Fallopian Tube Cancer

Note: The information on cancer types on the ACRF website is not designed to provide medical or professional advice and is for information only. If you have any health problems or questions please consult your doctor.

  • What is Fallopian Tube Cancer?

    Fallopian Tube Cancer is a cancer that arises from one or both of the fallopian tubes. The fallopian tubes are the tubular structures which connect the upper, outer-most part of the uterus with the ovary and provide a means for fertilisation of the female egg.

    Cancer of the fallopian tube is rare. Primary fallopian tube cancer accounts for less than half of one percent of all cancers in Australian women.

    Although fallopian tube cancer is rare, treatment is similar in many respects to treatment for ovarian cancer.

  • Types of fallopian tube cancer

    There are two types of fallopian tube cancer:

    • Papillary serous adenocarcinomas. The vast majority (more than 95%) of fallopian tube cancers are papillary serous adenocarcinomas. These cancers grow from cells that line the fallopian tubes that have become abnormal. When the cells begin to divide abnormally and gain the ability to invade other organs or spread to other parts of the body, tumours may form.
    • Leiomyosarcomas and transitional cell carcinomas. Very occasionally, tumours can form from smooth muscle in the fallopian tubes, in which case they are called sarcomas (leiomyosarcomas), or from other cells that line the fallopian tubes, in which case they are called transitional cell carcinomas.
  • Fallopian tube cancer symptoms

    Fallopian tube cancer symptoms include:

    • Increasing swelling of the lower abdomen without weight gain elsewhere which does not improve with diet or exercise.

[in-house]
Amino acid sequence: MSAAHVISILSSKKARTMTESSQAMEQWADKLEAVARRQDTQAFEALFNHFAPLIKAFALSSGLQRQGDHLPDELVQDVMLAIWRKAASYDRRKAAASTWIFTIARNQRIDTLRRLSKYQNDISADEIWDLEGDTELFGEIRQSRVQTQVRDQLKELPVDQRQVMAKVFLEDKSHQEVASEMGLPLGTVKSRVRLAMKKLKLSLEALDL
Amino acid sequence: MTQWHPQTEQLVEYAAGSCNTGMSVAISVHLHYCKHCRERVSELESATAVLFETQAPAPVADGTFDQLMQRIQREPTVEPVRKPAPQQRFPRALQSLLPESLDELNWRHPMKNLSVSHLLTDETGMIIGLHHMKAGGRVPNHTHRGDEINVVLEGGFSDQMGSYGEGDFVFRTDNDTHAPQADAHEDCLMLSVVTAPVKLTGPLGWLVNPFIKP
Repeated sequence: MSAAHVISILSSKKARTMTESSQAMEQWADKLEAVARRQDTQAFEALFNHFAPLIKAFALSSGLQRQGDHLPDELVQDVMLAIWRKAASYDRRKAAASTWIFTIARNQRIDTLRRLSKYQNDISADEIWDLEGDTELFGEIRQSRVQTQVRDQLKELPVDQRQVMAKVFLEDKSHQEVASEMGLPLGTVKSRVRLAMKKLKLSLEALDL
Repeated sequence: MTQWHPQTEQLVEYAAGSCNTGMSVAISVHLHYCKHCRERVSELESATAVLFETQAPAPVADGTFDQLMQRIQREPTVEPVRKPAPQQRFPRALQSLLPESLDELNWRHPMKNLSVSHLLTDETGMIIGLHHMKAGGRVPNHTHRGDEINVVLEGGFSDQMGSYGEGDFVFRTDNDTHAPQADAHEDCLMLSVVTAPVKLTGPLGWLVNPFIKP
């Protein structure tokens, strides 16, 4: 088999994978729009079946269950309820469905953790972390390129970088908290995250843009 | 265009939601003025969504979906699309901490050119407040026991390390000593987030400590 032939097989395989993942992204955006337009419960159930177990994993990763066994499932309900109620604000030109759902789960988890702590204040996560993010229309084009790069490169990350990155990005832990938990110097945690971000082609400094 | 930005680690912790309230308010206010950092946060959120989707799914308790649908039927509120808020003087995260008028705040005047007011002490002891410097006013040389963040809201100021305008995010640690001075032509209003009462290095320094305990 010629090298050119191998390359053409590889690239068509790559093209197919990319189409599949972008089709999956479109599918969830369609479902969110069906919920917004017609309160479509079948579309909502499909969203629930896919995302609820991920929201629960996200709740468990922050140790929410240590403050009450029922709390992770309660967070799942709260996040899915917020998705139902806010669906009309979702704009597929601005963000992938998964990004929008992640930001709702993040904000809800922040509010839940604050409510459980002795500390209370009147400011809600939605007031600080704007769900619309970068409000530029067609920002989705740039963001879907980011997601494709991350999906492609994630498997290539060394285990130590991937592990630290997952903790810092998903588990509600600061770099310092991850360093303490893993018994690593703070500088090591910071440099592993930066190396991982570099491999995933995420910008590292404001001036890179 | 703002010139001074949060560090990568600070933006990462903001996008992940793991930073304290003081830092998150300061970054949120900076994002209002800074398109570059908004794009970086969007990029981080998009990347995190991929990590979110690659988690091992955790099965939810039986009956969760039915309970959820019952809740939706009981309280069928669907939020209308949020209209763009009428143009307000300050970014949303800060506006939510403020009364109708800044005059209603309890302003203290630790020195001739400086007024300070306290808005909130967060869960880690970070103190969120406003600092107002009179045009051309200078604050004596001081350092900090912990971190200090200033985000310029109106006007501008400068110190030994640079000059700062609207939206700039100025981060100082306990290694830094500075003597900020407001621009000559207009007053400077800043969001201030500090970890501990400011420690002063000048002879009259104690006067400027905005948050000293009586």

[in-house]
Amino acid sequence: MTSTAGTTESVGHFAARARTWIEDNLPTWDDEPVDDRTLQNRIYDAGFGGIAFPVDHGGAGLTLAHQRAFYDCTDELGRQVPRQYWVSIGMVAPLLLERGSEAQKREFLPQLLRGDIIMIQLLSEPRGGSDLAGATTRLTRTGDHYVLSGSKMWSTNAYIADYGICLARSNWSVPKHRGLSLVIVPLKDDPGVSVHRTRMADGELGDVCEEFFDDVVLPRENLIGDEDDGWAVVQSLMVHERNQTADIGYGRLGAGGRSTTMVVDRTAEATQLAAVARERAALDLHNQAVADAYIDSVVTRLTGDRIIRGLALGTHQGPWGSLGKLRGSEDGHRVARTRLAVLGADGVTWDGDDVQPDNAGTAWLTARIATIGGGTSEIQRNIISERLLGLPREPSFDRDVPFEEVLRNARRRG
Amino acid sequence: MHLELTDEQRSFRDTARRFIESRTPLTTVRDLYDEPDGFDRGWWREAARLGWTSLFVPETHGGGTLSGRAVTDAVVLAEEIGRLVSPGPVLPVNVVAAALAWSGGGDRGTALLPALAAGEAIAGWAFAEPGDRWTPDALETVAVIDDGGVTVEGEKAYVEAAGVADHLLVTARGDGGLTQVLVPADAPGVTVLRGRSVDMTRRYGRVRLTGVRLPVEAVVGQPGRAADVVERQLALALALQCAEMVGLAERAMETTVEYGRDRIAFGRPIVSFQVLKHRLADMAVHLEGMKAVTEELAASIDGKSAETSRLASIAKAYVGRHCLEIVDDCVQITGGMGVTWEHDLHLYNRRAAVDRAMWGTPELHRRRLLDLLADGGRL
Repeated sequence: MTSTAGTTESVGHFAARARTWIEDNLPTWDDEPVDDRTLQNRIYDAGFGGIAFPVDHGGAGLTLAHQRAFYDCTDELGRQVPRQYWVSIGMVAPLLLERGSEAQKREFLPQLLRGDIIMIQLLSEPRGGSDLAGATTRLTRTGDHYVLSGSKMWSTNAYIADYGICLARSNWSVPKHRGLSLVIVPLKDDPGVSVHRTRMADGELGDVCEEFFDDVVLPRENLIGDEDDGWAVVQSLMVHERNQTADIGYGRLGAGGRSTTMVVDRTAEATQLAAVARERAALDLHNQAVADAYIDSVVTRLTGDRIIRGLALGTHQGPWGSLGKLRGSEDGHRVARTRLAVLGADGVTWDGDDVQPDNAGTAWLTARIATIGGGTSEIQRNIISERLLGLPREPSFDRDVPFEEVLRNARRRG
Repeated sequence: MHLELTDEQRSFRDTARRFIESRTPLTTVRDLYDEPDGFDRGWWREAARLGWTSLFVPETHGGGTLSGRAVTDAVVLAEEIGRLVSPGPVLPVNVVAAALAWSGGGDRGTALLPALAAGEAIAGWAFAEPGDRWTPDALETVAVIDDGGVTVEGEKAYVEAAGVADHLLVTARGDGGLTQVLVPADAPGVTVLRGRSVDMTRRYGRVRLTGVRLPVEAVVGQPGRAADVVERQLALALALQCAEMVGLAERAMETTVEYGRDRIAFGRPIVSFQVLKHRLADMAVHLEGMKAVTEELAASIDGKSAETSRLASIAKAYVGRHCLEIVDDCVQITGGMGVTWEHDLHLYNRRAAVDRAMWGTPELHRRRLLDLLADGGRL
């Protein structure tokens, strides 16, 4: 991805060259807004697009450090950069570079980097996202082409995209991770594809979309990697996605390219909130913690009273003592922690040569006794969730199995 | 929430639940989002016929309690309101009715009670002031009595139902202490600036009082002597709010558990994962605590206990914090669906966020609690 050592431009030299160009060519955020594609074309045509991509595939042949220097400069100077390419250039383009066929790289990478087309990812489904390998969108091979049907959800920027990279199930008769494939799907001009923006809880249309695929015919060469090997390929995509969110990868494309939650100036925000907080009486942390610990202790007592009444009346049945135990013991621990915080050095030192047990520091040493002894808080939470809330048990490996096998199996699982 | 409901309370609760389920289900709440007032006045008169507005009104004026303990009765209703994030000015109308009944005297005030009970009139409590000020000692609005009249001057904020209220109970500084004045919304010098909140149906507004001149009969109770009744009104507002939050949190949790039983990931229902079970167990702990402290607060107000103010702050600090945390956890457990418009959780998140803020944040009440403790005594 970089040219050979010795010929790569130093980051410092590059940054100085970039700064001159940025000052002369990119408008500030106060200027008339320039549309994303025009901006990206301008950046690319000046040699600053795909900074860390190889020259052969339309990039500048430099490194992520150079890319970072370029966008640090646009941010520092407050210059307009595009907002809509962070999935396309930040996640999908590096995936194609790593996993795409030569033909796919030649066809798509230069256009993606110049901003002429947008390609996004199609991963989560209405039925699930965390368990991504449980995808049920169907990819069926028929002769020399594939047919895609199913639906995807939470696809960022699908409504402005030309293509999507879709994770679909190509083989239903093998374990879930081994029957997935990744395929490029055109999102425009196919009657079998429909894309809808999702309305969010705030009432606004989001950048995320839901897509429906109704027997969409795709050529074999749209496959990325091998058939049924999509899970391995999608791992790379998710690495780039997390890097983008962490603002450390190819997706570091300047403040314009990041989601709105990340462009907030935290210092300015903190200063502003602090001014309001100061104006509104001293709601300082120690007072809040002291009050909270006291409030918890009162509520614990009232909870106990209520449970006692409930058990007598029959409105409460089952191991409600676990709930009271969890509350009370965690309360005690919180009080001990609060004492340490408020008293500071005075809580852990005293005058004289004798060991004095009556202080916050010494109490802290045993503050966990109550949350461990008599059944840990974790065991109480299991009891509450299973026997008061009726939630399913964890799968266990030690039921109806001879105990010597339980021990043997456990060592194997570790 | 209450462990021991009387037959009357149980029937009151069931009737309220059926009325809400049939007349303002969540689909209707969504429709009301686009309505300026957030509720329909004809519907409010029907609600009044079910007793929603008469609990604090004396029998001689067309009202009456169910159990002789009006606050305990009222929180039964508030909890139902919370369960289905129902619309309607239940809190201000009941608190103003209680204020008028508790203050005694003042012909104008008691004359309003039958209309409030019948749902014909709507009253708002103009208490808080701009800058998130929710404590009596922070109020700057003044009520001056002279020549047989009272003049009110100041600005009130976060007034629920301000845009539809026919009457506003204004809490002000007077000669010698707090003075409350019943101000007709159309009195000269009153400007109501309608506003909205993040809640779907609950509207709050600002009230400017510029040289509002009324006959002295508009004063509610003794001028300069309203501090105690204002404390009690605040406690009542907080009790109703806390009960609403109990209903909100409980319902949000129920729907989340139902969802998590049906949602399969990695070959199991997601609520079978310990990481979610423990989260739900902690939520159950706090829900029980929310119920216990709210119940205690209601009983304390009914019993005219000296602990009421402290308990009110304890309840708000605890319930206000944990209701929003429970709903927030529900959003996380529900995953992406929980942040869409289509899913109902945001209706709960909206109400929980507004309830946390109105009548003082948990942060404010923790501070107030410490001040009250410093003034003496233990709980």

• A lump or mass in the abdomen, especially the lower abdomen.
    • Lower abdominal/pelvic pain that does not settle quickly and simply.
    • Feelings of pressure on the bowel or bladder and a feeling that the bowel or bladder cannot be completely emptied.
    • Abnormal bleeding or discharge from the vagina, especially bleeding after menopause.

    If you are experiencing any of these symptoms, visit your doctor for a check-up. It is important to remember that most women with any of these symptoms will not have fallopian tube cancer.

  • Fallopian tube cancer treatment

    There are generally two types of treatment used for cancer of the fallopian tubes: surgery and chemotherapy. Radiotherapy and hormonal therapy may sometimes be used.

    The extent of the cancer will determine the type of surgery needed.

    However, what is generally required is a hysterectomy (removal of the uterus), and removal of both fallopian tubes and both ovaries (a bilateral salpingo-oophorectomy).

    The omentum (a protective apron of fatty tissue over the abdominal organs) is also usually removed, and multiple biopsies will be taken.

    For advanced fallopian tube cancer (i.e. Stage 3), bowel resections may be required. This is an operation for the removal of a length of bowel (either the large bowel or the small bowel).

    Chemotherapy will usually be given after surgery for fallopian tube cancer.

Cancer Statistics

  • 1 in 8

    women will pass away from cancer before the age of 85

  • 50%

    of women aged 50–74 participated in breast screening programs between 2019-2022

  • 71.7%

    is the estimated five-year survival rate for women with cancer

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Cancer in Australia 2017, Australian Institute of Health and Welfare

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